1. I’m so glad you have that outlook. A friend of mine is divorced and her ex-husband is the same way as Chris’ ex-wife. If he is mad at her, he won’t see his son. He even didn’t see him on Father’s Day because he was holding a grudge against his ex. Horrible 🙁

  2. You’re behaving like a normal person who was brought up properly. People who do those other things have some real problems…emotional, psychiatric, or behavioral. While I don’t care how a person wishes to use up their time on earth, it crosses a line when it hurts other people. This hurts the kids, so it is always wrong, always unjustified, always indefensible, forever.

  3. Other things not to do, as taught to me by my husband’s ex-wife.

    1. Don’t tell your kids that Daddy got remarried because the kids weren’t enough for him.
    2. Don’t demand child support two weeks earlier than it’s due because you’re going on vacation (without the kids) and need the money.
    2a. When he doesn’t send the money right away so you can go on vacation, don’t hide your kids’ phones so they can’t call their dad.
    3. Don’t consistently demand more and more money for child support, and then when the kids visit dad, he can see that you’ve sent them with clothes that don’t fit so he’s forced to buy them new ones or have his kids running around in too-small clothes.
    3a. While you’re demanding more child support, don’t post pictures on your Twitter account of you with new bags, new haircuts, new manicures with the hashtag #ExPaidForThis.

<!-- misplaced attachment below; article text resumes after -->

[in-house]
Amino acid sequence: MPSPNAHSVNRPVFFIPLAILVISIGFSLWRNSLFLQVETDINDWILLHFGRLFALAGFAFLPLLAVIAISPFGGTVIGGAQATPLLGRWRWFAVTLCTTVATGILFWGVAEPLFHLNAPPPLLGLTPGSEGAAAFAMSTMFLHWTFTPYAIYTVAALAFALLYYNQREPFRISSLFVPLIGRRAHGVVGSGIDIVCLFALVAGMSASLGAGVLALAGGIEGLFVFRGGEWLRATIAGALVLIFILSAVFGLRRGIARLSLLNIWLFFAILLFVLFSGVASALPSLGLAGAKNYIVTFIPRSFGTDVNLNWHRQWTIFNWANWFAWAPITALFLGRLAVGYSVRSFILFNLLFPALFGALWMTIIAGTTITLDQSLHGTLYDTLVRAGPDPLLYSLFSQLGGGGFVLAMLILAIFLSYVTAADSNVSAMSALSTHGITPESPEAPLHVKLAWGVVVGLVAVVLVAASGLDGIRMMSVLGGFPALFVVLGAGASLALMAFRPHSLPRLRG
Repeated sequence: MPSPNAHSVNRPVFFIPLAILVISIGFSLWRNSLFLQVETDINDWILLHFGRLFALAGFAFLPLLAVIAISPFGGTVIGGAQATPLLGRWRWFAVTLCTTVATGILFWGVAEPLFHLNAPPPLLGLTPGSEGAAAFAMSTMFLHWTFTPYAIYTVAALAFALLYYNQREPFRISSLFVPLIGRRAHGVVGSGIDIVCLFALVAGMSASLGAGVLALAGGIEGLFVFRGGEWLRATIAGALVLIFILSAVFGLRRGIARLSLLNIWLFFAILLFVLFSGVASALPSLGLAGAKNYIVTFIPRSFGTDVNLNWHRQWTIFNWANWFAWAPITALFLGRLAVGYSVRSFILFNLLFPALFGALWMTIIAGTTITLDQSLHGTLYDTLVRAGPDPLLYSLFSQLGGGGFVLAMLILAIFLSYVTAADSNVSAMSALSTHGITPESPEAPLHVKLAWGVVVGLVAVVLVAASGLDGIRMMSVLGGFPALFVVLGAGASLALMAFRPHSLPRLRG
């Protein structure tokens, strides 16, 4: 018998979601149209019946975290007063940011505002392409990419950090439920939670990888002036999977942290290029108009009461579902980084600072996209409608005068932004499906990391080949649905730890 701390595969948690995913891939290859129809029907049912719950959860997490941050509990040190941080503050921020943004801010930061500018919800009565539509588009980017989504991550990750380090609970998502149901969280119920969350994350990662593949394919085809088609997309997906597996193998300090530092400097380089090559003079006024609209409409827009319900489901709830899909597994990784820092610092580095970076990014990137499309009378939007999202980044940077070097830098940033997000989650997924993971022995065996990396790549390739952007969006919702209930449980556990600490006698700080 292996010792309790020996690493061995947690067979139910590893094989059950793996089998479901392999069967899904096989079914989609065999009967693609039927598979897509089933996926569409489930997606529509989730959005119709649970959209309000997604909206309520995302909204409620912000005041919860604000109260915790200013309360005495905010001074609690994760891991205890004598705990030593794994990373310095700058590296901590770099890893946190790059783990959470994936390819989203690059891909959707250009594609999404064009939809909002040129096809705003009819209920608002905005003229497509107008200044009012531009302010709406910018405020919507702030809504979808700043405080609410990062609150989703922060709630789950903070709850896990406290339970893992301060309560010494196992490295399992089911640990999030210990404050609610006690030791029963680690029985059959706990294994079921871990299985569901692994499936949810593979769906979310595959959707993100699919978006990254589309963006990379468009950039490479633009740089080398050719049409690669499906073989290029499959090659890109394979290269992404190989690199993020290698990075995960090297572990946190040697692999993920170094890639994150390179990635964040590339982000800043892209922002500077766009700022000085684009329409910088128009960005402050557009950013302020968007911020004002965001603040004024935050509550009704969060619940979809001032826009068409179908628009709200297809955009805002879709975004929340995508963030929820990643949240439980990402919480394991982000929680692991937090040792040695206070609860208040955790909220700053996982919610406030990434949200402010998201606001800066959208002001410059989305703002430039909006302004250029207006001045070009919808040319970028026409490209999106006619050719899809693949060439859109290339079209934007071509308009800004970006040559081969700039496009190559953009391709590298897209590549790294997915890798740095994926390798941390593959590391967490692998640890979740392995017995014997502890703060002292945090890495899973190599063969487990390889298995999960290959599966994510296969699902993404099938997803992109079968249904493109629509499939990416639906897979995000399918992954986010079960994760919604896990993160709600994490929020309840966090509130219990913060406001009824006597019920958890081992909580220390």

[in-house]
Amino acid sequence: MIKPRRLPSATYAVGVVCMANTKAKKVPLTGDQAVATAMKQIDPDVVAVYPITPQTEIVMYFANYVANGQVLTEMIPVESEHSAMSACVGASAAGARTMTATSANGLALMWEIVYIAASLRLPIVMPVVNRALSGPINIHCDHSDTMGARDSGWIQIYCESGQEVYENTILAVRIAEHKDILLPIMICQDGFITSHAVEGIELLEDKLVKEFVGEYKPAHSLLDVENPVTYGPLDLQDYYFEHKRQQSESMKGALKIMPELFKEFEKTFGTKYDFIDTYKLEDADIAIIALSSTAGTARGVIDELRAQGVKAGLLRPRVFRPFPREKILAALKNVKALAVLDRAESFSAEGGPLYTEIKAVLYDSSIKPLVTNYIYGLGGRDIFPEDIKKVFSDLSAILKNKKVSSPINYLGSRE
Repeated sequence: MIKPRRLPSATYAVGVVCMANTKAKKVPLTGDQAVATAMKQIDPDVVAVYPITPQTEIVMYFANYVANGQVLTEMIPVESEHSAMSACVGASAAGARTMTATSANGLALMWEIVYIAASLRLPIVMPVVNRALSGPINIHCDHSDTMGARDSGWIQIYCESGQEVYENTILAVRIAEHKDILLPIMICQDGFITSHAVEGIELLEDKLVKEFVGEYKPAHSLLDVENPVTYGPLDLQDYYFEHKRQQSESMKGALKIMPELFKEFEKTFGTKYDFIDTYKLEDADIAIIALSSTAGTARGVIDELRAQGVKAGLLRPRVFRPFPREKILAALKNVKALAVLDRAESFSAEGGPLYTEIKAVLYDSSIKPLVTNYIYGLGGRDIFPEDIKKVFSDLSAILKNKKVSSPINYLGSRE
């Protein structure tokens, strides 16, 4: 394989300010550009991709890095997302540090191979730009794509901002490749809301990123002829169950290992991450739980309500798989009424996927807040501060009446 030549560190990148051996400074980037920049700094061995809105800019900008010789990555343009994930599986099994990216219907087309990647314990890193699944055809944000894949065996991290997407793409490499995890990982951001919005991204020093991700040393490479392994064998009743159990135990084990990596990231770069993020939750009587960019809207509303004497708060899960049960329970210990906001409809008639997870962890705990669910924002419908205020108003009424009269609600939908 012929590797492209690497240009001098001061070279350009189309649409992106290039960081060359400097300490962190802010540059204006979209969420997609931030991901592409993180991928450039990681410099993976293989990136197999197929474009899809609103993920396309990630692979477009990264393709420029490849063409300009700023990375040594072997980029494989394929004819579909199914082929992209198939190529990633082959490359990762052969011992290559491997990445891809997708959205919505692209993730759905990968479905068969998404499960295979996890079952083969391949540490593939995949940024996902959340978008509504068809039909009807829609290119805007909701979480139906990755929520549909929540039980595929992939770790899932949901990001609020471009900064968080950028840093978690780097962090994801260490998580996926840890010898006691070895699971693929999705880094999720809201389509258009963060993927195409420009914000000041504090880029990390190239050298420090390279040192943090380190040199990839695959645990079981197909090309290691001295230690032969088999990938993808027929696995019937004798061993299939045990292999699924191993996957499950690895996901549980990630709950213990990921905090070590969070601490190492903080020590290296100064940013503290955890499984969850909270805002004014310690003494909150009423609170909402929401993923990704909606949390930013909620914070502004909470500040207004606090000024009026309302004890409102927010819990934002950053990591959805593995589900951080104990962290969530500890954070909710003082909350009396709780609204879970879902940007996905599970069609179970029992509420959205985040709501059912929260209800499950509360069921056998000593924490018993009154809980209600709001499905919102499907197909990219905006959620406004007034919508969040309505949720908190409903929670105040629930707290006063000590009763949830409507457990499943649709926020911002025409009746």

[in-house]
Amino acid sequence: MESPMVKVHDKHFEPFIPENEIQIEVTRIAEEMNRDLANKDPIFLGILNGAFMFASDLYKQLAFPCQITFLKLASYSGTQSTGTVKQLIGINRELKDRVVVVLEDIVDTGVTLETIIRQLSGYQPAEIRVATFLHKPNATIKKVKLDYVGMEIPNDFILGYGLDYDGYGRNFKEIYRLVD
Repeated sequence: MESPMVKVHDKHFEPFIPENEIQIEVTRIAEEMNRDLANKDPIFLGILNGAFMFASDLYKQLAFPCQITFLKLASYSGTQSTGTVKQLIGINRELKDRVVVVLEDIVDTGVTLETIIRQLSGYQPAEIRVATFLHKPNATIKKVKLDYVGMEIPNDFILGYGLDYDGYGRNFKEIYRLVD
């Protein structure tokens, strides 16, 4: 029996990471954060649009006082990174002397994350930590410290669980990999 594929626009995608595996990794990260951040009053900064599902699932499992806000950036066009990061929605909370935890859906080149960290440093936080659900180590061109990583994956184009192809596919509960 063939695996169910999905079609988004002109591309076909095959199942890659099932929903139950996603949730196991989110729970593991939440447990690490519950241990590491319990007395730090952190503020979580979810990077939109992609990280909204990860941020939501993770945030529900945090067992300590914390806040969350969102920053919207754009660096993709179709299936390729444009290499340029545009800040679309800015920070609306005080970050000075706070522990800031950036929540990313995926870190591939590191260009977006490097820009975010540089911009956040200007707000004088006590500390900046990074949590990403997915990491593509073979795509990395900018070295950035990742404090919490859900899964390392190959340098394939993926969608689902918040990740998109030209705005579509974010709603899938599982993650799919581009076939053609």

Not that you’d do any of these things.

    I’m just sayin’.

  4. I’ve known friends on both sides of the divorce spectrum and it’s ridiculous what some women (and men) will say in front of their kids about their ex.

    I’m not saying you need to invite your ex to Christmas dinner yearly, though I know families like that, but your kids should never have to be exposed to that kind of drama. You may not get along, but the kids should never know that.

    Grown-ups?!? Sheesh!!!

    Also, glad you’re on the sane side of the divorce spectrum. The girls will be thankful one day.

    miss you!! XOXO
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  5. My parents divorced when I was three and my mom never told me her feelings about my dad until I was a grown adult who was starting to realize some things about him on my own. I appreciate that she did that.

    I have a set of married friends who were both previously married and the man in the relationship has an ex-wife similar to your beau’s. It’s really unfortunate what my friends go through, and what his kids are subjected to.

    I hope your beau’s ex-wife grows up soon. Doubtful, but I’ll still hope.
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  6. so the line ” I just thought that I was doing what all grown adults” has a major flaw in it…grown does not necessarily mean “mature” in human references…HA

    i used to work with a lot of men and it would INFURIATE me when i would hear their tales of woe in regards of children…and most of it was the grousing of the inconvenience of having a kid(s) to support and what a hag their ex was. I naively assumed the wife was doing the best they could because…well, they were the “mom”.

    oh how wrong i found out i was…moms are just as bad.

    It comes as no surprise to me, given the little i know you from just reading, that you are doing what is right for the well being of your children. As the mature and loving mother, you want want is best for your girls.

    Bless you and thank you.